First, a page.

Mama, do let your children grow up reading about cowboys and cowboy days

BOOKS FOR KIDS

April 08, 1994|By Molly Dunham Glassman | Molly Dunham Glassman,Sun Staff Writer

No doubt about it: Cowboys are making a comeback.

First came a few bootleg tapes of "Riders in the Sky," with Ranger Doug, Woody Paul and the gang. Then cowboy sheets in the Lands' End catalog and all-cotton cowboy pajamas at Macy's.

It's the latest retro trend for baby boomers' babies, and publishers are doing their part. Here are a few new books to share with the little buckaroos as they settle in for the night after a hard day of ropin' and ridin'.

* "Cowboys: An Album" by Linda Granfield (Ticknor & Fields, $18.95, 96 pages, ages 8 and up) is one of those books kids will have a hard time prying away from parents and grandparents who grew up with Gene Autry, Roy Rogers and Dale Evans and even "Butch Cassidy and the Sundance Kid."

Ms. Granfield begins by debunking many of the myths perpetuated by movies and television. Cowboys didn't ride around fighting "Injuns" for years and years. In fact, the earliest cowboys were Native Americans, trained by Spanish settlers in Mexico in the 1500s.

The era of the cowboy as we know it lasted only 20 years, from 1866 to 1888. There were fewer than 50,000 of them, and most were far too busy driving cattle from the ranges of Texas to the railroad yards of Kansas and Missouri to rob banks or chase after Comanches.

Vintage photographs capture the faces of these young men -- veterans of the Civil War, boys running away from home, and ex-slaves. Nearly one out of seven cowboys was black, Ms. Granfield writes, and she profiles three of the most famous: Nat Love, John Ware and Bulldoggin' Bill Pickett.

Yet movies about the West rarely depict black cowboys. Ms. Granfield also decries the stereotype of Mexicans as sidekicks tripping over their serapes and of women as "disloyal girlfriends, immodest saloon girls or tough crones who could run a ranch 'like a man.' The truth is that women helped to settle the West, and they faced great hardships and danger while struggling to survive."

Most of all, the book satisfies the reader's curiosity about the difficult, incredibly independent life of a cowboy. There are glossaries of cowboy phrases with their Spanish roots, diagrams of the responsibilities of different riders on a cattle drive and even a recipe for chuck wagon chili.

* For a little more romance, check out "Cowboys: A Library of Congress Book" by Martin W. Sandler (HarperCollins, $19.95, 91 pages, ages 8 and up).

As you might imagine, the photographs are spectacular. Mr. Sandler keeps the text simple, often including song lyrics that are as poignant as the pictures. There are excerpts from "Git Along, Little Dogies," "The Old Chisholm Trail" and "I'm Going to Leave Old Texas Now."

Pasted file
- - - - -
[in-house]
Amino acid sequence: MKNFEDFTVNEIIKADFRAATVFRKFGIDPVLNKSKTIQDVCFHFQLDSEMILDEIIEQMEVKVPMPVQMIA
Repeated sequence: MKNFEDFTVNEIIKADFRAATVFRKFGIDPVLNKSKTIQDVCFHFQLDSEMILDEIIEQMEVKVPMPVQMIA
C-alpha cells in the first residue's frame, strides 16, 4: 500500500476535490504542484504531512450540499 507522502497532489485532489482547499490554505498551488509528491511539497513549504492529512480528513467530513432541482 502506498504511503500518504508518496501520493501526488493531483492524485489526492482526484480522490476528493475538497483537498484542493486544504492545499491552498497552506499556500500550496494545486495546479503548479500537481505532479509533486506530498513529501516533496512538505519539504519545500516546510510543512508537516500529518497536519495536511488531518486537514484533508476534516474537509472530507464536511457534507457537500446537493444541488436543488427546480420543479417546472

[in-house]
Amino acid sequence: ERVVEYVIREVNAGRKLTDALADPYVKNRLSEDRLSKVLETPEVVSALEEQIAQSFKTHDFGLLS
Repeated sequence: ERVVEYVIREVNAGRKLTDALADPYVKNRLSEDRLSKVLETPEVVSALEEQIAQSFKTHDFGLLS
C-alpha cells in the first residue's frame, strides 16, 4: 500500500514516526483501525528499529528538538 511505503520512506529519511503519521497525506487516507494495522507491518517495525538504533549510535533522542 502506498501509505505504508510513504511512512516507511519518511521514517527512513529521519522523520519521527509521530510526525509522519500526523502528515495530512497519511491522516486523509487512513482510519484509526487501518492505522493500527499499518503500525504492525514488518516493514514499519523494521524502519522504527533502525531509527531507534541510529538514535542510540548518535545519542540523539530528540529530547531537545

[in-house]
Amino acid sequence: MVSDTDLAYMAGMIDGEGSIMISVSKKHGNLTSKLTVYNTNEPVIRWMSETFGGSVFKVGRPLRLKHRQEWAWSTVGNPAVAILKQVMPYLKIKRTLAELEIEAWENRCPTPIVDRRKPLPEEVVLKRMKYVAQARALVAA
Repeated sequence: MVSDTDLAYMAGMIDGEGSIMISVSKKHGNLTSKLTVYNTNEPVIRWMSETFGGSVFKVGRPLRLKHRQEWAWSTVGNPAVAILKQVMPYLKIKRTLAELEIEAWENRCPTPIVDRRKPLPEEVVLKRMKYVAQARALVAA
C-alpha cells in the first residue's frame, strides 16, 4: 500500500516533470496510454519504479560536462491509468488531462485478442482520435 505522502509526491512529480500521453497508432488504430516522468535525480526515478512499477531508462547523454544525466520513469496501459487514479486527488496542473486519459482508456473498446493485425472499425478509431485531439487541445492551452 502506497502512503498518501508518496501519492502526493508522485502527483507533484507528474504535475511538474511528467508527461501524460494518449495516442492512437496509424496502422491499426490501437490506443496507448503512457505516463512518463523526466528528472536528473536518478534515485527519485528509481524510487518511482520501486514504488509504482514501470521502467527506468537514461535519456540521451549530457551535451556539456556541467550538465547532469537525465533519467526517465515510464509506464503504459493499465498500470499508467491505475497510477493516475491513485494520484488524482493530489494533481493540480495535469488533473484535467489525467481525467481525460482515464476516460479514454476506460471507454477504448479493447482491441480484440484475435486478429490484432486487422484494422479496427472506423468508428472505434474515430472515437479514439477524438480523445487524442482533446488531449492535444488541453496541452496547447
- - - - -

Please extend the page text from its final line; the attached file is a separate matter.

Mr. Sandler includes a few cowgirls and black cowboys, and the text that accompanies full-color posters of the Wild West shows of the early 1900s helps explain how the cowboy became a mythical figure.

* Bill Pickett, the rodeo star famous for his "bulldogging," is included in "Proudly Red and Black: Stories of African and Native Americans," by William Loren Katz and Paula A.Franklin (Atheneum, $13.95, 88 pages, ages 8-12).

Bill Pickett was born in 1870 in Austin, Texas. His father, a former slave, was of mixed African-American, white and Cherokee background. His mother was said to be "black, Mexican, white and Indian." He grew to be a fine cowboy, but he became famous because of his specialty: grabbing a calf by its ears, then biting its upper lip and wrestling it to the ground.

It was called bulldogging because ranchers trained dogs to bite the calves' lips. Pickett made a living by exhibiting his toothy talents in the Wild West shows of the early 1900s.

Others profiled in the book are Paul Cuffe, a sailing merchant who prospered in the early 1800s; Edward Rose, a trapper and frontiersman during the same time period; John Horse, leader of the Seminoles in the mid-1800s; sculptor Edmonia Lewis, and North Carolina Congressman George Henry White.

* Not all the cowboys are gone. "Cowboy Country," written by Ann Herbert Scott, with pictures by Ted Lewin (Clarion, $14.95, 40 pages, ages 5-8), follows a young boy as he spends a day with a modern buckaroo.

The text blends poetry with plenty of facts about a cowboy's responsibilities. The old-timer grows melancholy about some of the changes, though he adds: "I'd be the first to say a pickup comes in handy when you're miles from town."

Mr. Lewin's watercolors complement the reverence and respect that Ms. Scott brings to her subject:

On a night like this you can understand

Why I wouldn't trade my life for any man's.

It's worth the cold and sweat and dust

just to lie back and watch the stars

come blazing their own trail across the sky

and listen to the stream's song and the hoot owl's cry

and wake to coyotes singing in the hills.

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